The Honorable Court carefully considered all of these arguments and responded to each one with relevant cases, legislation, and analysis to reach its decision. The court was of the view that the Employees’ State Insurance Act, 1948 is a Central legislation that delegates the authority to the State government to apply the provisions of the Act. Consequently, having a pan-India operation that, from the start, covered factories located everywhere in India. The Act is silent as to the definition of an ‘establishment’ due to which the definition of an ‘employee’ should be considered, which shares a close connection with the term ‘establishment’. To reach a clear conclusion, the Hon’ble court constructed a close nexus between the definition of ‘employee’, immediate employer’, and ‘principal employer’ which suggested that-

 “If the control and supervision of the branch office lie in the hands of the head office, the employee working in the branch office can be considered as an ‘employee’ working under the supervision of ‘principal employer’”.

The Court posed a question before the appellant on the matter of the transfer of employees from the head office to the branch office, which the appellant asserted they may be transferred if they so choose. Drawing from this fact and putting it together with the objective of the Act, the court remarked that it would be unfair for an employee, if on transfer, whether done with his consent, he is disbarred from the social security benefits he was getting in the head office. Referring to the case of The Buckingham and Carnatic Co. Ltd. v. Venkatiah and Anrthe court ruled that if there are two potential interpretations of a clause, the one that advances the legislative intent should be chosen above the one that subverts it. Thus, reading S. 2(9)(i) of the Act with S. 38 of the Act which talks about Contributions to be made by the employer and employee to the corporation, the court remarked that whether an employee working in the head office or the branch office, he is entitled to be insured as per the beneficial provision of S. 38. Court also referred to find a nexus between both the establishments, it stated that the main work of the appellant-Corporation is the transportation of goods, which is facilitated by its various branches across country including Bombay branch, thus it is directly connected with the main activity of the principal office and working under its complete control and supervision.

Summing up all the above conclusions, the Court stated that even though, at the branch office, employees are employed by the immediate employer, who is a local agent of the principal employer, the principal employer cannot escape from his liability to pay contribution. Owing to the extra-territorial application of the notification issued by the Andhra Pradesh government the court relied upon Kirloskar Brothers Ltd v. Employees State Insurance Corporationto conclude that, as this is a central legislation that covers branches of such establishments operating outside the State but are an integral part of the same establishment if the Act is applied to a factory in one State, it will immediately apply to its branch office in another State. Thus, once the registered office is covered, all its branch offices would be covered by it, which would not amount to extra-territorial application by the State government but instead conform to the objective of the Act, which is the social security of the employees. Thus, the Supreme Court confirmed the judgment of the division bench. The appeal was dismissed with a cost of Rs. 20,000.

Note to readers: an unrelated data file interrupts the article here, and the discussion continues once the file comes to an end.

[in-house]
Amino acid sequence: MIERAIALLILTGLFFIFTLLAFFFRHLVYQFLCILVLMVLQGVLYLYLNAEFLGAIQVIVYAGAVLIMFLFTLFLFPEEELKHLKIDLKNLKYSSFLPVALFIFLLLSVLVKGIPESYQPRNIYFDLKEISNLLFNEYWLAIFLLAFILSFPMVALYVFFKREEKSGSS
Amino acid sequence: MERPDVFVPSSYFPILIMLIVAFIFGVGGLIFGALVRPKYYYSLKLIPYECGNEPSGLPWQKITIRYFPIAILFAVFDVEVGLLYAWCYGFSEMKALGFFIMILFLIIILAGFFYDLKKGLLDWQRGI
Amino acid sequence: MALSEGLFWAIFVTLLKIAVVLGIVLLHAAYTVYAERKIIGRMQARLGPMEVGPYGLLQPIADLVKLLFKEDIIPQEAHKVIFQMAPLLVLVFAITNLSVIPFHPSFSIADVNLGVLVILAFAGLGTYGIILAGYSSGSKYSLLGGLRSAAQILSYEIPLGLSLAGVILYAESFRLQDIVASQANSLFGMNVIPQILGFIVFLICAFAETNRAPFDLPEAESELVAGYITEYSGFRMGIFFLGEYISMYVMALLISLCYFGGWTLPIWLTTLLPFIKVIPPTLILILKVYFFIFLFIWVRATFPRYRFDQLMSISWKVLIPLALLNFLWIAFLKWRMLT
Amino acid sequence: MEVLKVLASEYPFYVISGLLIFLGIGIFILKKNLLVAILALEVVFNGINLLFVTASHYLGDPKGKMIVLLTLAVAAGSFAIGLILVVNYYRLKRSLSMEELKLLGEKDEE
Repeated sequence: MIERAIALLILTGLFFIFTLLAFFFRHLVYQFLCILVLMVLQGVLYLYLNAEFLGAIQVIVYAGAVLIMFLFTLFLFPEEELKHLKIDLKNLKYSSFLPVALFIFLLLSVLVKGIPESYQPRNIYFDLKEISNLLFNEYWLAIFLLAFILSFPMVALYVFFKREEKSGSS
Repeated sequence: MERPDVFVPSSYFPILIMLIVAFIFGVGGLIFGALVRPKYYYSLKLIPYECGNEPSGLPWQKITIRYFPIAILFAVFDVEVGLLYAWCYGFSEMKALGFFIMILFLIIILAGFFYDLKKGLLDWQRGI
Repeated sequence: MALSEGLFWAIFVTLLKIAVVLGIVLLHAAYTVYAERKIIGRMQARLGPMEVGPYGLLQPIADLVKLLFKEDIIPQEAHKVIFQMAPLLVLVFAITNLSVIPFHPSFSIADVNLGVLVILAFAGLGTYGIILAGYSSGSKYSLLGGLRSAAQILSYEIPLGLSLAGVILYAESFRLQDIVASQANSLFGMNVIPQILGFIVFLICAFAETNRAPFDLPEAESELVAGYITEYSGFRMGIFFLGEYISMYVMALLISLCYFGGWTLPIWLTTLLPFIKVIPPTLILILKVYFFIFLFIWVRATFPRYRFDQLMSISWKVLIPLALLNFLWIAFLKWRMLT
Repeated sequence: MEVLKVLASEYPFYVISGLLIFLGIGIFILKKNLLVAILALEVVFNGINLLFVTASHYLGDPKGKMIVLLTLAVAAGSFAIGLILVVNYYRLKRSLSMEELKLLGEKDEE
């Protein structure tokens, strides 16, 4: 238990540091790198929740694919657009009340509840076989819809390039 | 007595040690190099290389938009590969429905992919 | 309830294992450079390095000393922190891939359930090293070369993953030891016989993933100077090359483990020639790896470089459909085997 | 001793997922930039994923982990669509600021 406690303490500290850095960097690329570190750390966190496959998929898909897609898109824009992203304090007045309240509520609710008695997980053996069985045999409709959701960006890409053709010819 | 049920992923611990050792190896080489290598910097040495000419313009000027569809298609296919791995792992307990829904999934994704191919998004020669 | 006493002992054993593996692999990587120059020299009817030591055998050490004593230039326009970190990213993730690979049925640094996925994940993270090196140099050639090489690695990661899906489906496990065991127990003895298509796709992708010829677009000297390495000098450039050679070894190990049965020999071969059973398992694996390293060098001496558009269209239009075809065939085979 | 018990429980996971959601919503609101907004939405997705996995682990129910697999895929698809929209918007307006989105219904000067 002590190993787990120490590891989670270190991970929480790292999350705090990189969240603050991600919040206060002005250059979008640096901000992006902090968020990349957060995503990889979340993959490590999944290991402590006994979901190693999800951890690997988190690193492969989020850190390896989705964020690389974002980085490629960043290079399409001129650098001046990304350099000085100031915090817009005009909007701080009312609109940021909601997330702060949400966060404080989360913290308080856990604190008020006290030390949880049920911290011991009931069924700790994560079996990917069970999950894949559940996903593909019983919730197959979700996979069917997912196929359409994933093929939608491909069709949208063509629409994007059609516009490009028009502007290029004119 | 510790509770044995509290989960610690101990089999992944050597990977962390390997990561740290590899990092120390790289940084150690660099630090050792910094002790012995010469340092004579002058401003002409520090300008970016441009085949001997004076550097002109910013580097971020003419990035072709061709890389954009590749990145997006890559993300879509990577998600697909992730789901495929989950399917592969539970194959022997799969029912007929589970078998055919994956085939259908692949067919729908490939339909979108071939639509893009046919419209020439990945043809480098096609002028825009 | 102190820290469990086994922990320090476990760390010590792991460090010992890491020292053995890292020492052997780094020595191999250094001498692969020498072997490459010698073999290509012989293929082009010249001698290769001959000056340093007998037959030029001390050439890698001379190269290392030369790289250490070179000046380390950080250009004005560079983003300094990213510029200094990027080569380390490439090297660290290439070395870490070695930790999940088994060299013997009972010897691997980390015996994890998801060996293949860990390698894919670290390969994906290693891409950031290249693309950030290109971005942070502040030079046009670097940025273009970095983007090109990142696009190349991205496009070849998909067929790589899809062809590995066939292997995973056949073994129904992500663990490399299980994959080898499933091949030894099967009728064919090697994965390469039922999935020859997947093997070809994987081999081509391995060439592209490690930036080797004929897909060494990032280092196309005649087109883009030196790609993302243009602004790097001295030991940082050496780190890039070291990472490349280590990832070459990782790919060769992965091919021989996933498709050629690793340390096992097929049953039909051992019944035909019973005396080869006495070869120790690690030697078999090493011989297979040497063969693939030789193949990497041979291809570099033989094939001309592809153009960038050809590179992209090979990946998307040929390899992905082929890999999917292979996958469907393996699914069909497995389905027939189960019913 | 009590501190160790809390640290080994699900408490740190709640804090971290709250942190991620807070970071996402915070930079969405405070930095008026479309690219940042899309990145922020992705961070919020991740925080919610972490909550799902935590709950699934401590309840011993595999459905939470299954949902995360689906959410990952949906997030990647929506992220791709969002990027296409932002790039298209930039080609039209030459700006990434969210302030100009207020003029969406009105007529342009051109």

Drawing from the analysis made by the court, a 4 point-test can be framed to ascertain the automatic application of the notification by the State Government: –

  1. Whether or not there exists a relationship of immediate employer and principal employer between the employer of both offices.
  2. Whether or not the head office holds a supervisory right over the branch office.
  3. Whether or not the branch office is associated with the main activity of the head office and working under its supervision and control.
  4. Whether or not the employee of the branch office is an employee of the principal employer within the definition of its definition.

Answering these questions could help to solve the dispute of the appropriate government for an establishment having branches in several other states.


The court while interpreting the law was very careful of the objective of the legislation. It was of the view that it would be inappropriate to construct social security legislation in a technical or a narrow sense. When making a decision, the court should place special emphasis on the employee, who would suffer the most if the matter were to be decided strictly on technical grounds. The 4-point test suggested in the article is a summarization of the grounds on which the court decided the matter. These four questions coupled with the objective of social security would help to reach the answer to the issue of dispute.